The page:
The new U.S.-Cuba reality has afforded the Cuban Communist Party breathing room in Cuba and around the world, especially in the Western Hemisphere. With the state sponsor of terror Scarlett Letter removed, Communist Party leaders have wasted no time making the most of its new found fortune. It was its green light it needed for the neo-communists to consolidate power, scramble to secure investors and financing, crack down on Cuban civil society, and violate human rights with impunity in ways not seen in Cuba in decades. The Russian and Chinese governments also see many new opportunities for mischief in the largest island of the Caribbean.

Contrary to what Cuba’s legions of beltway supporters argue, the mainstay of U.S.-Cuba policy is, as is stated in the law, remains and should be peaceful transition. The sanctions have been extremely effective even if they’ve been enforced half-heartedly by both Republican and Democratic administrations. We have a statutory roadmap in place, with clear benchmarks for Cuba that the President and the Congress are ignoring and, in some cases, using new regulations and attempting to pass new laws that will weaken the existing framework.

What is truly perverse about the last six months is how U.S. interests and values have been forgotten or ignored by the President and the Congress. Americans are owed billions of dollars by the Cuban regime for unlawfully confiscated properties, debt obligations, and recent judgments against Cuban officials for human rights abuses and, yes, murder and torture of Americans. With respect to human rights abuses, we are no longer engaging in the ‘support for the Cuban people’ as the law intended it to be.

Policymakers should put the brakes on the one-sided rapprochement and focus on putting U.S. interests ahead of sound bite politics. And U.S. companies that are allowed to do business in Cuba, should also pitch in by setting new standards of engagement– a voluntary Code of Conduct — that are consistent with U.S. better guarantee worker rights and defend property rights.

The Obama/Holder way: Get Menendez but say nothing about Chesimard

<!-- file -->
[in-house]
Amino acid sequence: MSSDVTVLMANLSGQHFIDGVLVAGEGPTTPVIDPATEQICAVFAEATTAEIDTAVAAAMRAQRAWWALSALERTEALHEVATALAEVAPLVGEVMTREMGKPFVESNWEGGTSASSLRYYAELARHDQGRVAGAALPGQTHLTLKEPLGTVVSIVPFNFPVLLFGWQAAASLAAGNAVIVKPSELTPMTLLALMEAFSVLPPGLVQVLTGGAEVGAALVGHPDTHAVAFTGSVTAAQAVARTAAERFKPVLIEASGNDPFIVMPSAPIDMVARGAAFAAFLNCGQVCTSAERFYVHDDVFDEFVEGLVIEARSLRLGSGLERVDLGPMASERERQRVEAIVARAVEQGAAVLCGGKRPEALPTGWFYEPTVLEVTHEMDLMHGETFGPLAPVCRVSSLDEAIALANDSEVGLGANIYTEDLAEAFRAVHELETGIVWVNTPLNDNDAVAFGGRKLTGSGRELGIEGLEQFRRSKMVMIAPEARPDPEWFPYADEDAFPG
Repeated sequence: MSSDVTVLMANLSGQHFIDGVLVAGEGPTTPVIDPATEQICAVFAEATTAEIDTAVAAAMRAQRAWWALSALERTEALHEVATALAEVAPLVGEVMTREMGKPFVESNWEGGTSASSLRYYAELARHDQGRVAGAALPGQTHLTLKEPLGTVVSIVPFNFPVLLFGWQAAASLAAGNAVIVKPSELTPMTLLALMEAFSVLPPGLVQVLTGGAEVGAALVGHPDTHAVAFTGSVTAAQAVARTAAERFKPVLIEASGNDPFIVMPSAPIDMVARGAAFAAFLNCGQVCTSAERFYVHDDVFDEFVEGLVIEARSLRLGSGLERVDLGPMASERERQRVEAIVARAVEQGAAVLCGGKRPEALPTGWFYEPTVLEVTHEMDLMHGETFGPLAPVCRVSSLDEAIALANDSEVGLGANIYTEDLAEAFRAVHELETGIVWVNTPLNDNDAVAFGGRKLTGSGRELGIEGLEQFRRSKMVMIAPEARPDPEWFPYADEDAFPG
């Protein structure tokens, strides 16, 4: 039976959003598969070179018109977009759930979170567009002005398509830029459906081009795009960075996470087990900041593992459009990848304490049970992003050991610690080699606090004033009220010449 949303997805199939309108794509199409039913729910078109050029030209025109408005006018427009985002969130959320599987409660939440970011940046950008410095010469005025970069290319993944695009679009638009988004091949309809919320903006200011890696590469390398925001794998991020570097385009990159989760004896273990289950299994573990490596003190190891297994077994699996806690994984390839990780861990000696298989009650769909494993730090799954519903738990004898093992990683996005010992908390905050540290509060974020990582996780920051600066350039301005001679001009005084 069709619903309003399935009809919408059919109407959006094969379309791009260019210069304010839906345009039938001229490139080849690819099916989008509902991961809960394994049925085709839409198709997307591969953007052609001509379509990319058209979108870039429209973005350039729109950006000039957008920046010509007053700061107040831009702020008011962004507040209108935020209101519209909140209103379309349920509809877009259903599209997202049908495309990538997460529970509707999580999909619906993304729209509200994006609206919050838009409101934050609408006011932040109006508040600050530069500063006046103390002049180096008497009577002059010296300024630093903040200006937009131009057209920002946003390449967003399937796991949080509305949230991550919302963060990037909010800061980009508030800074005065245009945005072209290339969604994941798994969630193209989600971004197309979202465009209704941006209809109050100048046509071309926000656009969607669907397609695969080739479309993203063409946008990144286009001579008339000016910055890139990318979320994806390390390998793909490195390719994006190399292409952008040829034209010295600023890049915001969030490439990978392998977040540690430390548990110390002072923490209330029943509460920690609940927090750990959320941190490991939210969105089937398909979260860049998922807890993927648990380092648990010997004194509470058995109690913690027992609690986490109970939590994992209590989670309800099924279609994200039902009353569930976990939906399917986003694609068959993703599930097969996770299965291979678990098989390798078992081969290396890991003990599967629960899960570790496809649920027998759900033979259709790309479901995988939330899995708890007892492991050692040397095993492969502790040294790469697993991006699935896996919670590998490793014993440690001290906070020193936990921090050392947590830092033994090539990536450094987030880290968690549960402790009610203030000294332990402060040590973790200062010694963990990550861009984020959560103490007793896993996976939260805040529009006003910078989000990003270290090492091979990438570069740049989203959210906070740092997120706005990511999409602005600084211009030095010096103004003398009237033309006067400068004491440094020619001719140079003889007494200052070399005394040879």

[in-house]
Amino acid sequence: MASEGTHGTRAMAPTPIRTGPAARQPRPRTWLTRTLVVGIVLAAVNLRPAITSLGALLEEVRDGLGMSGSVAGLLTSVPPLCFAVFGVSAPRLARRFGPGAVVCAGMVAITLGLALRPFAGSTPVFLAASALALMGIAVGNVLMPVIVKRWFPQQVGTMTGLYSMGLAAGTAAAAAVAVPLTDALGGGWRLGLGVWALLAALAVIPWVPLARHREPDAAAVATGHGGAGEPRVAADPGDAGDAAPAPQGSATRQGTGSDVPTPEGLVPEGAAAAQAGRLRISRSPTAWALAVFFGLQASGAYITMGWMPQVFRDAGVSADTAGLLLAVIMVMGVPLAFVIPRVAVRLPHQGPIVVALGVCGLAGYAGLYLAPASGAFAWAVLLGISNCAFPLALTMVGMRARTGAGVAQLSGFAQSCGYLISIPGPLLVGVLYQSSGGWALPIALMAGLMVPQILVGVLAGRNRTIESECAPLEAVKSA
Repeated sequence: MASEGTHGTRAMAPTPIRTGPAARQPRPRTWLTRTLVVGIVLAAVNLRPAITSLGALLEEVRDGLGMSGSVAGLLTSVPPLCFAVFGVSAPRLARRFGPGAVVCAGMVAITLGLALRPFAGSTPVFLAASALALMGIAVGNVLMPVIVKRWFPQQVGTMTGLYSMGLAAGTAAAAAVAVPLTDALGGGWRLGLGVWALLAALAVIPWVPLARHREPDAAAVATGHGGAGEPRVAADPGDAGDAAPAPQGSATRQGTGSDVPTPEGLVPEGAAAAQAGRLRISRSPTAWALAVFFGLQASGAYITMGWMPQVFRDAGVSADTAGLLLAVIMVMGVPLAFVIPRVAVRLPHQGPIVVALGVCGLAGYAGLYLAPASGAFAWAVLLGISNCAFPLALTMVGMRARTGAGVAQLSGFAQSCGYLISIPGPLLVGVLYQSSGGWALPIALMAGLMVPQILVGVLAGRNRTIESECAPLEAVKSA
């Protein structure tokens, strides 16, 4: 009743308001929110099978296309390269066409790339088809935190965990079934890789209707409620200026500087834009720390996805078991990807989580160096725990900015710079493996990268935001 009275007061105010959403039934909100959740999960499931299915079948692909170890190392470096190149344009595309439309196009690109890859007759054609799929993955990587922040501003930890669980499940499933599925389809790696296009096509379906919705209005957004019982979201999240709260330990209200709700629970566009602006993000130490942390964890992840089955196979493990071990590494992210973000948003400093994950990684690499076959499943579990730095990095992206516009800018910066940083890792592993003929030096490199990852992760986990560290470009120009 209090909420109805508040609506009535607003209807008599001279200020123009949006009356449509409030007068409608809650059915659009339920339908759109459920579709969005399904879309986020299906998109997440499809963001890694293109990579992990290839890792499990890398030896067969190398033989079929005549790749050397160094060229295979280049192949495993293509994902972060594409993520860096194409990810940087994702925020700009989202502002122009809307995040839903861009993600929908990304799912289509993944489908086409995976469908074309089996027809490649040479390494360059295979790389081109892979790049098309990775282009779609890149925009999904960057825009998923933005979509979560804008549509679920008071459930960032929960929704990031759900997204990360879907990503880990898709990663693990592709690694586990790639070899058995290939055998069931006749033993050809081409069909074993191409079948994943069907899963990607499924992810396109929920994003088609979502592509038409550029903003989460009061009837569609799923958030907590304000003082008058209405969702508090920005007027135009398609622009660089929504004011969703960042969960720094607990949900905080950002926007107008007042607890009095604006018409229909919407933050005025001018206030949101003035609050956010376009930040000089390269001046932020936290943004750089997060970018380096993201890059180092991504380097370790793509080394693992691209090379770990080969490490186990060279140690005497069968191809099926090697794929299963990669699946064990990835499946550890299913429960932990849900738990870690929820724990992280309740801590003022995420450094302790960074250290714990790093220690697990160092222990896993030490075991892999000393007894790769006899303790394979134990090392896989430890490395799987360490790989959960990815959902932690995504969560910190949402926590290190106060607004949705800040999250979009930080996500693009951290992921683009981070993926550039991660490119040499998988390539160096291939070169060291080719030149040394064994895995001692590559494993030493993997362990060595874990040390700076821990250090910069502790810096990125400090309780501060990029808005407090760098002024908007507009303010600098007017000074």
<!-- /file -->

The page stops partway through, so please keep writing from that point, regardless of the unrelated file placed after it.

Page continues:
On Tuesday, our friend Alberto de la Cruz posted about the Wall Street Journal editorial on Senator Menendez.

It smells really bad, specially coming after Senator Menendez criticized the Obama administration approach to Iran, Cuba and Ukraine.

On the other hand, the citizens of New Jersey should know that the Obama administration has not been banging the table about Joanne Chesimard, a woman who killed a state trooper years ago.   In fact, the Castro dictatorship has said no:

“Cuba said Monday that it has a right to grant asylum to U.S. fugitives, the clearest sign yet that the communist government has no intention of extraditing America’s most-wanted woman despite the warming of bilateral ties.

Gov. Chris Christie has urged President Barack Obama to demand the return of fugitive Joanne Chesimard before restoring full relations under a historic detente announced by Obama and Cuban President Raul Castro last week.

Chesimard was granted asylum by Fidel Castro after she escaped from the prison where she was serving a sentence for killing a New Jersey state trooper in 1973 during a gunbattle after being stopped on the New Jersey Turnpike.

Asked if returning fugitives was open to negotiation, Cuba’s head of North American affairs, Josefina Vidal, told The Associated Press that “every nation has sovereign and legitimate rights to grant political asylum to people it considers to have been persecuted. … That’s a legitimate right.”

“We’ve explained to the U.S. government in the past that there are some people living in Cuba to whom Cuba has legitimately granted political asylum,” Vidal said.

“There’s no extradition treaty in effect between Cuba and the U.S.,” she added.

In a letter to the White House made public Sunday, Christie said Cuba’s asylum for Chesimard, who has changed her name to Assata Shakur, was “an affront to every resident of our state, our country, and in particular, the men and women of the New Jersey State Police, who have tirelessly tried to bring this killer back to justice.””

So let’s get Menendez but “silencio” about Chesimard.